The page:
“We will not let go!”: these Var camp residents who are threatened with eviction have won their first legal battle

"We will not let go!": these Var camp residents who are threatened with eviction have won their first legal battle

Jean-Luc Guyard bites his nails nervously. The tension is palpable in the small Light Leisure Lodging (HLL), planted deep in the soil of the RCN Domaine de la Noguière campsite, at the exit from Le Muy.

Geneviève Gachet, Jean-Luc’s neighbor, quickly opens her laptop. It shows the drawn but determined face of Valérie Dubyk. They are all three tenants in the camp.

This year they refused to sign a lease extension”not sitting” plots. “We have lived here for seven years and have to leave every January and Februarycontextualized by Valérie Dubyk. However, finding accommodation is still very difficult and expensive, especially during the holiday season, when everything is already booked.”, she rushes, adding that they have to pay the rent of the plot of 360 euros, even when they are not on site. According to them, the only solution: get a contract for one year, that is, sit.

“If I lose my house, where will I go?”

Categorical rejection by the camp, which nevertheless headed in their direction in December 2021.”They agreed to let us sign the seating agreement, but later, claiming they made a mistake, backed out!”, says Geneviève Guachet, still offended by such a reversal. And the negotiations bogged down due to the impossibility of finding an amicable agreement.

In the absence of a signed contract, therefore without rights or ownership, RCN du Muy (Contacted, Daniel Gerlach, manager of the RCN Domaine de la Noguière camp since 2021, did not want to comment on this topic, preferring to wait for the rest of the procedure, in January., editor’s note) ended with an attack on the inhabitants in a summary procedure before the judicial court in Draguignan.

They are adamant, for fear that a snowball will fall, and other inhabitants will in turn want to be inhabited.”thinks Geneviève Guachet, who regrets leaving “fight” by two of his neighbors, in fear of losing their property.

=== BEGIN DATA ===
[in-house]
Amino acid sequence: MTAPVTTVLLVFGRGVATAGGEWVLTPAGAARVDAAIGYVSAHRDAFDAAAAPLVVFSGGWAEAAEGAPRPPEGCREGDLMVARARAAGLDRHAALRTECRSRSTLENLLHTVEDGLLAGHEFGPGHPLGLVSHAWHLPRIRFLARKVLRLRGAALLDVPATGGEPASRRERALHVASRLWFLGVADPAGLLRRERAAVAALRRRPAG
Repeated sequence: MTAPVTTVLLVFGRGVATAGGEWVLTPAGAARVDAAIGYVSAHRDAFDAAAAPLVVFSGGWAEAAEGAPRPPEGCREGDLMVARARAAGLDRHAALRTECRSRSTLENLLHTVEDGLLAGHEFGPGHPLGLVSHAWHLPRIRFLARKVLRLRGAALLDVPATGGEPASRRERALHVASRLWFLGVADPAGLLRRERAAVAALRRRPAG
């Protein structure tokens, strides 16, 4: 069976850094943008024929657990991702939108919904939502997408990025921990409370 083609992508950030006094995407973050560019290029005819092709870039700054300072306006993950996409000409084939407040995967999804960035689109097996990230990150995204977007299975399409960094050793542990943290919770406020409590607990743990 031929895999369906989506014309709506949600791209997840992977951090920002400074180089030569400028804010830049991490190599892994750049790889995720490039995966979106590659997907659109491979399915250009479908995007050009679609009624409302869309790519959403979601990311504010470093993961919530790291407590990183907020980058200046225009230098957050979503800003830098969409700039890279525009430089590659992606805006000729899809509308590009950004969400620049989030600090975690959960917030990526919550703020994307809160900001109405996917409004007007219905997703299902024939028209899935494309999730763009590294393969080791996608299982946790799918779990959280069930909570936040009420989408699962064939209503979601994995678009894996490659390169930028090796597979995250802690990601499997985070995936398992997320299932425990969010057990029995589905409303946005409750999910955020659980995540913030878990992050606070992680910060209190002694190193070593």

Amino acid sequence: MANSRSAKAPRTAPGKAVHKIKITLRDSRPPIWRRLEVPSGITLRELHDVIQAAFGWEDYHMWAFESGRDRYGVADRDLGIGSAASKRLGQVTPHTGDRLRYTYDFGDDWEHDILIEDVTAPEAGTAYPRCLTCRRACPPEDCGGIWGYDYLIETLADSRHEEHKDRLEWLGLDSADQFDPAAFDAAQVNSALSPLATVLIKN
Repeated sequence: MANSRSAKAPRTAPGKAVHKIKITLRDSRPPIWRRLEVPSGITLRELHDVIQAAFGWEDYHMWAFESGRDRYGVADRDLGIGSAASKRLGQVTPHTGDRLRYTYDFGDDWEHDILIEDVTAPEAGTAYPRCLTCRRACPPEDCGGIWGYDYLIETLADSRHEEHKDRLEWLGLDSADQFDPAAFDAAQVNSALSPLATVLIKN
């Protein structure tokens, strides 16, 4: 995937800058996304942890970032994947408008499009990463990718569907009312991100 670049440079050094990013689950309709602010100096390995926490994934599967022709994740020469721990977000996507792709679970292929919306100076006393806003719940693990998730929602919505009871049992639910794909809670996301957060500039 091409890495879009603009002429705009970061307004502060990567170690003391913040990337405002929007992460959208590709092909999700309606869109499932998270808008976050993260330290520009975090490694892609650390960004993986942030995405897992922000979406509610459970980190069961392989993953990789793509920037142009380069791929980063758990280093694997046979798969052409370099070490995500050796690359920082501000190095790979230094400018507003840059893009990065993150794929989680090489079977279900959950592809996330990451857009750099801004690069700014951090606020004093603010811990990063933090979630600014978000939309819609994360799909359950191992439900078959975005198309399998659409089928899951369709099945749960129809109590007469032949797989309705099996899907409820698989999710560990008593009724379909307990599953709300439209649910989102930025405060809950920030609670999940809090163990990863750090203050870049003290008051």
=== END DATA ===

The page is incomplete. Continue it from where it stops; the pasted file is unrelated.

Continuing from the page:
For his part, Jean-Luc Guyard is still holding on, even if he too admits to being very anxious, to the point where he has trouble sleeping at night. “If I lose my house, I don’t know what I’ll do or where I’ll go.”

Denied camp

But, for now, no imminent eviction is on the horizon. Three neighbors should be able to breathe, at least until 2023.

“Court Draguignan ruled in our favor”, announces Valérie Dubyk, with a hint of relief in her voice. The interim order, issued on October 5 by the president of the session, Nathalie Fevre, removes and orders Domaine de la Noguière to pay the sum of 1,000 euros to each of them. Judging that “stay put [des résidents] does not constitute a manifestly unlawful disorder which empowers judges in chambers to order their exclusion”.

After this news, however, the atmosphere remains gloomy. “We won the battle but not the war”, laments Geneviève. The case will continue in January at the initiative of lawyer David Verany – who defends the residents – this time before the judge of the litigation for the protection of Fréjus. “We will attack on the merits, with the aim of obtaining a secure contract for my clients”he explains.

But the residents are not fooled. “It’s entirely possible we end up losing everything, I’d say it’s 50/50 right now. We live with the sword of Damocles hanging over our heads.” Stress that makes them redouble their courage.

Moreover, at the end of the video conference, Valérie Dubyk exclaims: “We won’t let it go, we won’t give up!”

What does the law say?

Before 2015, the use of light leisure accommodation (HLL) had to be intermittent, with a year-round ban.

But since the Alur law in 2015, it is possible to reclassify it as a main residence, considering it a “light and mobile residence”.

In this case, the residence can be legally used as a residence for people who stay there for more than eight months a year. This is the case with three residents of the RCN camp, who stay there for ten months every year.

Real main residence in the sense of legal texts

It is on this point that the resident’s lawyer, Me David Verany, wants to counterattack in January. Because according to the law of July 6, 1989 on the relationship between landlords and tenants, a tenant who uses the property for more than 8 months as his main residence must be offered a lease agreement for more than six years.

“However, the contracts signed by our customers until then were for a period of ten months, and we justify that it was their real main residence (which the opposite party disputes).”says the lawyer.

In order to facilitate the procedure, Me David Verany hopes that these flats can no longer be considered as HLL, but as “property”, like any house.

Because, with accompanying photos, they would become “real dwellings, not only incapable of transport, but their transport would result in their complete destruction”.

Continuation of the case in January.

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